Crowd-pleasing Tsonga leads way for powerhouse French in Rotterdam

Jo-Wilfried Tsonga bids to secure his eighth indoor title in Rotterdam after coming from a set down to beat Florian Mayer

jo wilfried tsonga
France's Jo-Wilfried Tsonga Photo: Marianne Bevis

There are only 32 men in the main singles draw of the ABN AMRO championships in Rotterdam this week, and no fewer than eight of them are French.

It’s become a common theme, with France always a major presence across not just the ATP tour but in Grand Slams and, most recently, the Davis Cup. This powerhouse of tennis currently boasts five top-30 players, two of them in the top-10: No9 Richard Gasquet and No10 Jo-Wilfried Tsonga.

Ten days ago these two took their nation, in very speedy fashion, to the quarter-finals of the Davis Cup. Last week, Gasquet featured in the Montpellier final with French colleague, Gael Monfils.

The tall, charismatic Monfils won the title to become one of the biggest risers in the rankings come Monday morning, up seven places to No23. Not bad for a man who was outside the top 100 just a year ago as, dogged by injuries, he slid out of the top 10 where he had featured in 2011: He had been without a title ever since.

It was this time last year, ranked 108, that he met Juan Martin del Potro, the eventual Rotterdam champion, for his first and only time—and as luck would have it, they have been drawn together this year, and again in the first round. Del Potro, though, was less optimistic about the outcome:

“It will be a fun match to watch. He’s playing great, he’s one player you want far away in the draw. He’s unseeded, but it will be a good challenge for me. If I do well it will be great for me.”

But before either Monfils or Gasquet play their first matches in Rotterdam, one of the most popular men on the tour, Tsonga, was already through to the second round, though it was a close thing. Indeed after losing the first set to the unpredictable talent of Florian Mayer, it must have felt like dejà vu for Tsonga.

At the same time and same place last year, on the Ahoy’s huge centre court, Tsonga made a shock first-round exit to Dutch player Igor Sijsling, in what proved to be a year of swinging fortunes.

He had played one of his finest Grand Slam matches to open 2013, losing to Roger Federer in five outstanding sets in the quarters. But after a successful Davis Cup rubber against Israel came that Rotterdam loss. Then the title in Marseille was followed by another first-round loss in Dubai.

I’m glad I won at this competitive tournament where I’ve had good results in the past

Jo-Wilfried Tsonga

He put together a sequence of decent, if not earth-shattering, results through Indian Wells, Miami, Monte Carlo and Madrid, unable to beat anyone in the top 15. Then another first-round loss in Rome was pushed to one side as he stormed past Federer in straight sets at Roland Garros to reach the semis. He backed that up with close three-setter against Andy Murray at Queen’s, but the site of one of his best Grand Slams, Wimbledon, brought bad news. A second-round loss by retirement, and he was sideline with knee injury until the indoor hard courts of Metz in September.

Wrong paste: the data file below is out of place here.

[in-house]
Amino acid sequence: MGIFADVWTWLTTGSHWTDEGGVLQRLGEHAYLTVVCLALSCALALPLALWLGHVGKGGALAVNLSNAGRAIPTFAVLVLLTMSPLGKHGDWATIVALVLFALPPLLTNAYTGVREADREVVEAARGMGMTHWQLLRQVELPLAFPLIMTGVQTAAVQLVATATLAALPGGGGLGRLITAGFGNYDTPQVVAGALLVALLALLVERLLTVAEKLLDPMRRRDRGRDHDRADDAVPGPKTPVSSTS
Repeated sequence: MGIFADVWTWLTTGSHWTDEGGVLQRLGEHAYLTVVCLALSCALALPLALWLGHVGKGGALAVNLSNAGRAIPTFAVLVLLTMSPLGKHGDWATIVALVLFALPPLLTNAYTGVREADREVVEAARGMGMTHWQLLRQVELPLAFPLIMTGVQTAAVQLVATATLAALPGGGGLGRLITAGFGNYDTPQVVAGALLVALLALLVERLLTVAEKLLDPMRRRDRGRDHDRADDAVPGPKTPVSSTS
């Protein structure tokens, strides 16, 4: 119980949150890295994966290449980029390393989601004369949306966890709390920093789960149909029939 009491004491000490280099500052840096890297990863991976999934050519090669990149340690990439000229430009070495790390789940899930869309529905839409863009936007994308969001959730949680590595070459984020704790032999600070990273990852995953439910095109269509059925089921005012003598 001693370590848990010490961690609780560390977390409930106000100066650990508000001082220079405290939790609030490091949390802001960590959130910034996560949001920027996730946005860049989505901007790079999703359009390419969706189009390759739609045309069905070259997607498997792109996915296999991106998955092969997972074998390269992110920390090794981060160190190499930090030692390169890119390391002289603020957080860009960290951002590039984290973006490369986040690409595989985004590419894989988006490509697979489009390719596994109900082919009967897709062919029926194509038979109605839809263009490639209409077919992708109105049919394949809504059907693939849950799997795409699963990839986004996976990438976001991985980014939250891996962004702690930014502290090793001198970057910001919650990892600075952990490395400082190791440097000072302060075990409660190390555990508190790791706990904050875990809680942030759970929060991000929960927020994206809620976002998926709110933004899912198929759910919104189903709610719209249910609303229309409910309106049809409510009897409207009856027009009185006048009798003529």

It was, again, mixed fortunes for the rest of the season, with semi finishes at Shanghai and Vienna but a first-round exit in Paris to close his season. He failed to qualify for the World Tour Finals for the first time in three years, despite maintaining his top-10 ranking unbroken for 30 months.

And so, returning 12 months after that shock Rotterdam loss, Tsonga was starting to look something like his old self again. He came unstuck against Federer in Australia but was a convincing winner against Lleyton Hewitt in the Davis Cup. And this time in Rotterdam, he fought back against the dangerous Mayer in style.

He admitted: “A first round is always difficult and Mayer is a strong opponent. I’m glad I won at this competitive tournament where I’ve had good results in the past.”

And sure enough Rotterdam has proven Tsonga’s prowess on indoor courts: Seven of his 10 titles have come in this environment, as well as five of his other eight finals. One of those finals was in Rotterdam in 2011 when he lost to Robin Soderling, and he came up against Rafael Nadal in the quarters of his previous visit in 2009.

Tsonga’s next opponent is Marin Cilic, who arrived here in very strong form with the Zagreb title—and the Croat took precisely one hour to beat Lukas Rosol, 6-2, 6-2, in the first round.

So it will not be an easy match for Tsonga, but the owner of the most winning smile and exuberant match-win celebration will, judging by his pulling power around the tournament, have the Rotterdam crowd in his corner. Tuesday was no ‘off day’ for the Frenchman, and his signing session in the Ahoy Plaza area, followed by a spray-paint session with youngsters with Babolat—makers of the Tsonga racket—were both packed events.

Safe to say, the smiling face of the popular Tsonga now graces the mobiles of many more fans.

As a footnote, the French campaign in the Netherlands was diminished just a little by the withdrawal of Gilles Simon with back injury. He is replaced by German lucky loser, Daniel Brands.

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